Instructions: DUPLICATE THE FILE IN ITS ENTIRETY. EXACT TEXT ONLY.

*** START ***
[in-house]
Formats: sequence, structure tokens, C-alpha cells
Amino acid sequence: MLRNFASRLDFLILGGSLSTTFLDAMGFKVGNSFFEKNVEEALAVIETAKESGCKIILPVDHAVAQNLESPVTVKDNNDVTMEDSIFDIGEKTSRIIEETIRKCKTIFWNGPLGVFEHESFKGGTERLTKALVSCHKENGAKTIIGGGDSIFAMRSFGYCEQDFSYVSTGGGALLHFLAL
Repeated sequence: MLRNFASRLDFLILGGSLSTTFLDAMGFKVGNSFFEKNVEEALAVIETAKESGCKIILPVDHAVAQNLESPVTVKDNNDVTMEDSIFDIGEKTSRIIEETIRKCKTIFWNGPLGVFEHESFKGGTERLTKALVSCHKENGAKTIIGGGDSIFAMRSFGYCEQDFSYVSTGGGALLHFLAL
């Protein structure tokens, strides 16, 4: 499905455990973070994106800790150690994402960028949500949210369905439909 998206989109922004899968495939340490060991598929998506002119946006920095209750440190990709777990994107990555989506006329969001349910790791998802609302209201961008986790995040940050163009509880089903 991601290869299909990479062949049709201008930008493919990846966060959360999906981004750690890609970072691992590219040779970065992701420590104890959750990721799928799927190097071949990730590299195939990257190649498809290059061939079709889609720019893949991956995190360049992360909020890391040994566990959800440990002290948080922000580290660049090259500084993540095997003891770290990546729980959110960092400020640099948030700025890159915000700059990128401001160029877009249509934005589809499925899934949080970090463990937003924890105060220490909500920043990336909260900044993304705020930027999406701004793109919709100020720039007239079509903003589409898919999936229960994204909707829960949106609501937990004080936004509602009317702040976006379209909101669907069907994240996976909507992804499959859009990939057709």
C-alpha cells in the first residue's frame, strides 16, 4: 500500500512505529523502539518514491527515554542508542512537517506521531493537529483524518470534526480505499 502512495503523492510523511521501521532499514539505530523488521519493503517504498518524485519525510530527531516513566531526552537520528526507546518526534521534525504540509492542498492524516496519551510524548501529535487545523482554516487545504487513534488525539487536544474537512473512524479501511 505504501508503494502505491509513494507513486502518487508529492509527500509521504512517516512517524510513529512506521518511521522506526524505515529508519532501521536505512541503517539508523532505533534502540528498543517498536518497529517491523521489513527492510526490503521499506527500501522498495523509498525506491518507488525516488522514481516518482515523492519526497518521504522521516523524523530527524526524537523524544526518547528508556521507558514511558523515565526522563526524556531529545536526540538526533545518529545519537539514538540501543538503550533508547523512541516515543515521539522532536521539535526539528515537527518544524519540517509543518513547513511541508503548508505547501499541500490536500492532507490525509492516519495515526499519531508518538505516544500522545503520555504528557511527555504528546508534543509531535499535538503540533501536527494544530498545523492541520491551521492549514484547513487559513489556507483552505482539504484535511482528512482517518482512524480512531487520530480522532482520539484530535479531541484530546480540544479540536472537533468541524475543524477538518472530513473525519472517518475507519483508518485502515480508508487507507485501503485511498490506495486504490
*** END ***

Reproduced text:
[in-house]
Formats: sequence, structure tokens, C-alpha cells
Amino acid sequence: MLRNFASRLDFLILGGSLSTTFLDAMGFKVGNSFFEKNVEEALAVIETAKESGCKIILPVDHAVAQNLESPVTVKDNNDVTMEDSIFDIGEKTSRIIEETIRKCKTIFWNGPLGVFEHESFKGGTERLTKALVSCHKENGAKTIIGGGDSIFAMRSFGYCEQDFSYVSTGGGALLHFLAL
Repeated sequence: MLRNFASRLDFLILGGSLSTTFLDAMGFKVGNSFFEKNVEEALAVIETAKESGCKIILPVDHAVAQNLESPVTVKDNNDVTMEDSIFDIGEKTSRIIEETIRKCKTIFWNGPLGVFEHESFKGGTERLTKALVSCHKENGAKTIIGGGDSIFAMRSFGYCEQDFSYVSTGGGALLHFLAL
């Protein structure tokens, strides 16, 4: 499905455990973070994106800790150690994402960028949500949210369905439909 998206989109922004899968495939340490060991598929998506002119946006920095209750440190990709777990994107990555989506006329969001349910790791998802609302209201961008986790995040940050163009509880089903 991601290869299909990479062949049709201008930008493919990846966060959360999906981004750690890609970072691992590219040779970065992701420590104890959750990721799928799927190097071949990730590299195939990257190649498809290059061939079709889609720019893949991956995190360049992360909020890391040994566990959800440990002290948080922000580290660049090259500084993540095997003891770290990546729980959110960092400020640099948030700025890159915000700059990128401001160029877009249509934005589809499925899934949080970090463990937003924890105060220490909500920043990336909260900044993304705020930027999406701004793109919709100020720039007239079509903003589409898919999936229960994204909707829960949106609501937990004080936004509602009317702040976006379209909101669907069907994240996976909507992804499959859009990939057709």
C-alpha cells in the first residue's frame, strides 16, 4: 500500500512505529523502539518514491527515554542508542512537517506521531493537529483524518470534526480505499 502512495503523492510523511521501521532499514539505530523488521519493503517504498518524485519525510530527531516513566531526552537520528526507546518526534521534525504540509492542498492524516496519551510524548501529535487545523482554516487545504487513534488525539487536544474537512473512524479501511 505504501508503494502505491509513494507513486502518487508529492509527500509521504512517516512517524510513529512506521518511521522506526524505515529508519532501521536505512541503517539508523532505533534502540528498543517498536518497529517491523521489513527492510526490503521499506527500501522498495523509498525506491518507488525516488522514481516518482515523492519526497518521504522521516523524523530527524526524537523524544526518547528508556521507558514511558523515565526522563526524556531529545536526540538526533545518529545519537539514538540501543538503550533508547523512541516515543515521539522532536521539535526539528515537527518544524519540517509543518513547513511541508503548508505547501499541500490536500492532507490525509492516519495515526499519531508518538505516544500522545503520555504528557511527555504528546508534543509531535499535538503540533501536527494544530498545523492541520491551521492549514484547513487559513489556507483552505482539504484535511482528512482517518482512524480512531487520530480522532482520539484530535479531541484530546480540544479540536472537533468541524475543524477538518472530513473525519472517518475507519483508518485502515480508508487507507485501503485511498490506495486504490